From the opening moments of this ultra-erotic finely-crafted, well-acted, "slice-of-life" drama, you'll feel a tension building that won't let up until the final thrust -- and along the way, you'll see seven full and a couple of partial hot, hot, HOT couplings, at least two of which are among the best sex scenes of 1992.
As Shades of Blue evolves, we learn that Nikki Dial lives with married couple Mike Horner and Tiffany Million, and they all work in a restaurant with just about everybody else in the cast. Trouble is, Nikki keeps having these erotic dreams and daydreams about getting licked and pumped by Mike -- in bed; in the bathroom; on a table in the restaurant -- and the dreams start to affect her life. Horner feels a similar attraction, minus the daydreams, but Dial rejects him out of loyalty to Tiffany; after all, they've been roommates since college. But Nikki's daydreams are out of control. She even imagines seeing Tiffany giving her blind date (an excellent lowkey performance by Jerry Butler) a poolside blowjob.
One of the running themes here is the characters' inability to be sure what's real and what's fantasy. For instance, when employees Summer Knight and Nick Rage get it on in the restaurant after closing, Nick asks his lover to imagine they're making it while surrounded by customers -- and that turns her on royally. The steam rolls off these hot real-life lovers.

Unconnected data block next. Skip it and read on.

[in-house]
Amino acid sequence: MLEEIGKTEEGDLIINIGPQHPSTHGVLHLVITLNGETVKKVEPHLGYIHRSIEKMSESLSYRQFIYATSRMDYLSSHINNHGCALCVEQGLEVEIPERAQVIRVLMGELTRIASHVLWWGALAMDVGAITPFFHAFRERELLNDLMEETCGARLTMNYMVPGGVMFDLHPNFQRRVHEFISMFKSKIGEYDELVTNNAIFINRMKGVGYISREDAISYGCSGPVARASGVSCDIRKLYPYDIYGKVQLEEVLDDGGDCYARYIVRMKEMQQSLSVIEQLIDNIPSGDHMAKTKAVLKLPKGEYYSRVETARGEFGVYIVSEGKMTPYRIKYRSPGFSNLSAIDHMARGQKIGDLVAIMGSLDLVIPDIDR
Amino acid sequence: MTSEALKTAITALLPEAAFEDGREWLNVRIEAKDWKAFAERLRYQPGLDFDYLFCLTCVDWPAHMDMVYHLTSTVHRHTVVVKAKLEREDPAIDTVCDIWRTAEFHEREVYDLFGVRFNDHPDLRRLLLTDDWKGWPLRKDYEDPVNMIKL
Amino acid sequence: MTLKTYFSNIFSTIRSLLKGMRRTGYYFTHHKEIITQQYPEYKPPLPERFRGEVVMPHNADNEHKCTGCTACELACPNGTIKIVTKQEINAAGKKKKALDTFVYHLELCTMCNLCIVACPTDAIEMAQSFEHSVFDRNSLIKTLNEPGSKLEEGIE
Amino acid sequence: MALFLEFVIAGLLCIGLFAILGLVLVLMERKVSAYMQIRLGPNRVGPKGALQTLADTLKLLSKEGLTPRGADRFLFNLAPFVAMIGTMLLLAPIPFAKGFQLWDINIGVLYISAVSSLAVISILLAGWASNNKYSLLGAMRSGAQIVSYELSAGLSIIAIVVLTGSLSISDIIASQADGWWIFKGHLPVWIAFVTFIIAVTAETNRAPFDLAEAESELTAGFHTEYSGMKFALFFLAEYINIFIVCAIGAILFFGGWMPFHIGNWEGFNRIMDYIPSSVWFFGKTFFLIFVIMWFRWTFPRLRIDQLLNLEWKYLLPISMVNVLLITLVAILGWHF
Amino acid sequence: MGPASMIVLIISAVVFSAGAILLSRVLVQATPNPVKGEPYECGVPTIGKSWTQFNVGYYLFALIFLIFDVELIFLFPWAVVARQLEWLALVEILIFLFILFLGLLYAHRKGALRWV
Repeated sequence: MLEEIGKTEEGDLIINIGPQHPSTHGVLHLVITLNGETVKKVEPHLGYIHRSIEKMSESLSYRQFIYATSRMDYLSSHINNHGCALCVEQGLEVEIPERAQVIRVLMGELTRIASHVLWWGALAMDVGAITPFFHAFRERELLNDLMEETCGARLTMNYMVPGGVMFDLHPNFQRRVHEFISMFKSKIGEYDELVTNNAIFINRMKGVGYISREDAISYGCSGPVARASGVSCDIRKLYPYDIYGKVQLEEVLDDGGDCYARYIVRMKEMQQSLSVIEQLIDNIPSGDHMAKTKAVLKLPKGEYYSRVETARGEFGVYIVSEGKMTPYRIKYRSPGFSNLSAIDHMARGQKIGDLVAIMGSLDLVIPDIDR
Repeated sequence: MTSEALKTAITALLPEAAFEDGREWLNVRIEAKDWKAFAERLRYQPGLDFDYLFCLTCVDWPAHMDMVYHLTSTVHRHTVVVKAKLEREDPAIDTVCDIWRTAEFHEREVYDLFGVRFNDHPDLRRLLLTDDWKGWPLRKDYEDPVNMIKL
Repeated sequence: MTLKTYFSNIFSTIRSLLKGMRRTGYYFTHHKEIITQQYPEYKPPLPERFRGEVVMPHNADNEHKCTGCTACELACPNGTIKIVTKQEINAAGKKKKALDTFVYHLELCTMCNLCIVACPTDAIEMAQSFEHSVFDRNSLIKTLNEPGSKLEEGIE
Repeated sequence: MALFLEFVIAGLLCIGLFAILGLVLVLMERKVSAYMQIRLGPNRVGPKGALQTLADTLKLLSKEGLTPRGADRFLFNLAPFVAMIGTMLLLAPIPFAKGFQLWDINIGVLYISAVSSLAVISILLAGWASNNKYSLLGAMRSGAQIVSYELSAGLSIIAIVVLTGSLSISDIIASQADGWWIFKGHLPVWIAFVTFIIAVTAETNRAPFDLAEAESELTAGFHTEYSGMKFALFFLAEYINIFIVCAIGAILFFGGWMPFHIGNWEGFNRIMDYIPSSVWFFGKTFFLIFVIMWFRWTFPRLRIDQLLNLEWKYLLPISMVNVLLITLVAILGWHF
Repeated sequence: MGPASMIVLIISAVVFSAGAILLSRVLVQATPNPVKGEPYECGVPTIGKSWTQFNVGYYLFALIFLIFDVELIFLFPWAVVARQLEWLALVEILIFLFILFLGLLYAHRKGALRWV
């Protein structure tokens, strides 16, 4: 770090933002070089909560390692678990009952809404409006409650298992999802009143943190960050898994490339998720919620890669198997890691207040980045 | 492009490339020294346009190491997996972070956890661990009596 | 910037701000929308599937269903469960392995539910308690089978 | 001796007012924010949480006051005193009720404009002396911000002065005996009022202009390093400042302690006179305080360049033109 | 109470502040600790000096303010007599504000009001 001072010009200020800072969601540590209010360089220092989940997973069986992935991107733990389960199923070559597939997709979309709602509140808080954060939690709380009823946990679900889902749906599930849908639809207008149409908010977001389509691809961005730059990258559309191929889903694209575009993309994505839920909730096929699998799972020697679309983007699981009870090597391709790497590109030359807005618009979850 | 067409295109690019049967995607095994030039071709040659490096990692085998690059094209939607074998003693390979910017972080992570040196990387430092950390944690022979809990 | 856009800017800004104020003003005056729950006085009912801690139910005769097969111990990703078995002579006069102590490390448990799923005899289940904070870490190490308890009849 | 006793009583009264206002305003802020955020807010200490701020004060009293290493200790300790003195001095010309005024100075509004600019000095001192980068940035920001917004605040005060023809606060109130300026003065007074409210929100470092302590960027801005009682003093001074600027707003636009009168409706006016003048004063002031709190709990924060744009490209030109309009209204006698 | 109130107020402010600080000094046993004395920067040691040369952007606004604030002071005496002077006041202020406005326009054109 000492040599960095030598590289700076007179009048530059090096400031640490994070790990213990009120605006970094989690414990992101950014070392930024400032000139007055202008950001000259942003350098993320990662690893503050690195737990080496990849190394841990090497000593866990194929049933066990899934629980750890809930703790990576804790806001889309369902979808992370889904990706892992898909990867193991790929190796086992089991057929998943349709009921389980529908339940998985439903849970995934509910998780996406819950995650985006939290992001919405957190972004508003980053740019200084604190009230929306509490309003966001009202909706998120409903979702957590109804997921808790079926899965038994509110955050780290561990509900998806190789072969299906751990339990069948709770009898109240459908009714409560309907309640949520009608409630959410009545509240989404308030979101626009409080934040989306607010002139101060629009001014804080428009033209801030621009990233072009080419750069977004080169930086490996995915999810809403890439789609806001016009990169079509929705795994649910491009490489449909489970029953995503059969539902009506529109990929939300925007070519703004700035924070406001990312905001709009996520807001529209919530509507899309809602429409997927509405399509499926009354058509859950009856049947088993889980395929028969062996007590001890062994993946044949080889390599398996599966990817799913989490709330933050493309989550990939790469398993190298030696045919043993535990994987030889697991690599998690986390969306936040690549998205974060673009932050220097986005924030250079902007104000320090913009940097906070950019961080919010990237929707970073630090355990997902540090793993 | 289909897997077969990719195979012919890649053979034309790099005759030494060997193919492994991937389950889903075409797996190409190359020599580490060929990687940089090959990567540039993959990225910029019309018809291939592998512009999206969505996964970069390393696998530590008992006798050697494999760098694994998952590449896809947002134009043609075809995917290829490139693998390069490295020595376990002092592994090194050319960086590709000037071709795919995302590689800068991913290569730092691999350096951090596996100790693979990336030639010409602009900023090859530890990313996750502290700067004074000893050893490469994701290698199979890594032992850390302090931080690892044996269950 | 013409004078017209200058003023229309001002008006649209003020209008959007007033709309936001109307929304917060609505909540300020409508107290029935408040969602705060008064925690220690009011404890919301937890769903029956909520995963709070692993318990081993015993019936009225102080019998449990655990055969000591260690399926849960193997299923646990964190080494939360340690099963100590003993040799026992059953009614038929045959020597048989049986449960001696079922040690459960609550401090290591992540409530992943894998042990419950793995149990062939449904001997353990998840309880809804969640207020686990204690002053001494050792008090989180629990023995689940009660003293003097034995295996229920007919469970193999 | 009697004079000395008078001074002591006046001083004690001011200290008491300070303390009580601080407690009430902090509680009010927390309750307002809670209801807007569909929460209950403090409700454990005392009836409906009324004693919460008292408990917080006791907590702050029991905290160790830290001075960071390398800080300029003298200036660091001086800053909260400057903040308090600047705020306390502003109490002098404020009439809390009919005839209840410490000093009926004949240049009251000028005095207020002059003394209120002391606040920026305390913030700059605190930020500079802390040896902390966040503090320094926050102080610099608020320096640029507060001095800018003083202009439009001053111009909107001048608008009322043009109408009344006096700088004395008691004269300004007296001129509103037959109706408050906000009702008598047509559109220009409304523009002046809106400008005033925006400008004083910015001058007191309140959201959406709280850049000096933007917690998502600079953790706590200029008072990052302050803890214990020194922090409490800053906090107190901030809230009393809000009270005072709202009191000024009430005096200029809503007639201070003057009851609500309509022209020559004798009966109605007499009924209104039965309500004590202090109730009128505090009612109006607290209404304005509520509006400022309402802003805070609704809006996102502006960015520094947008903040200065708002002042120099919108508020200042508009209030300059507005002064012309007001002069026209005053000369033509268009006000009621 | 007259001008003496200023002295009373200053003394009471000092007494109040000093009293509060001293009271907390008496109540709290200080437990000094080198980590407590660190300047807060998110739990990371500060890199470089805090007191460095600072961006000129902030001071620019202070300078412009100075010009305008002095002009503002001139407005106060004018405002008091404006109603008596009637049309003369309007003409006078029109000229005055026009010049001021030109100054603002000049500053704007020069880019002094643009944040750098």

On the other hand, when Nikki Dial sees MIllion and Butler "getting it on," there's no clue that she's imagining the action - until reality suddenly snaps back. The scene that immediately follows -- Mike and Tiffany loving by poolside, as Nikki listens from her bedroom, yearning to respond -- is the other excellent sex scene' mentioned above. And later, when Nikki is riding Jerry's peg in a secluded field, is she imagining Mike watching from the forest or is he really there? And let's not forget the sultry anal coupling featuring T.T. and Francesca.
Since mood rather than plot are the main considerations here, there's no sense in giving further story details. However, what seems to be a slap-dash ending - Horner gets Dial only after his wife leaves him; a completely left-field development of which there's no portent earlier in the tape -- keeps this film a slight notch below AAAAA. (In fact, the mood is so well-established between the stars that the final scene could have been done entirely in movement; no words needed.
Director Michael Craig (who, we understand, collaborated with scripter Ariel Hart) can chalk up another smash hit to his incredible library of top-rated features - and congratulations to all cast members on a job well done!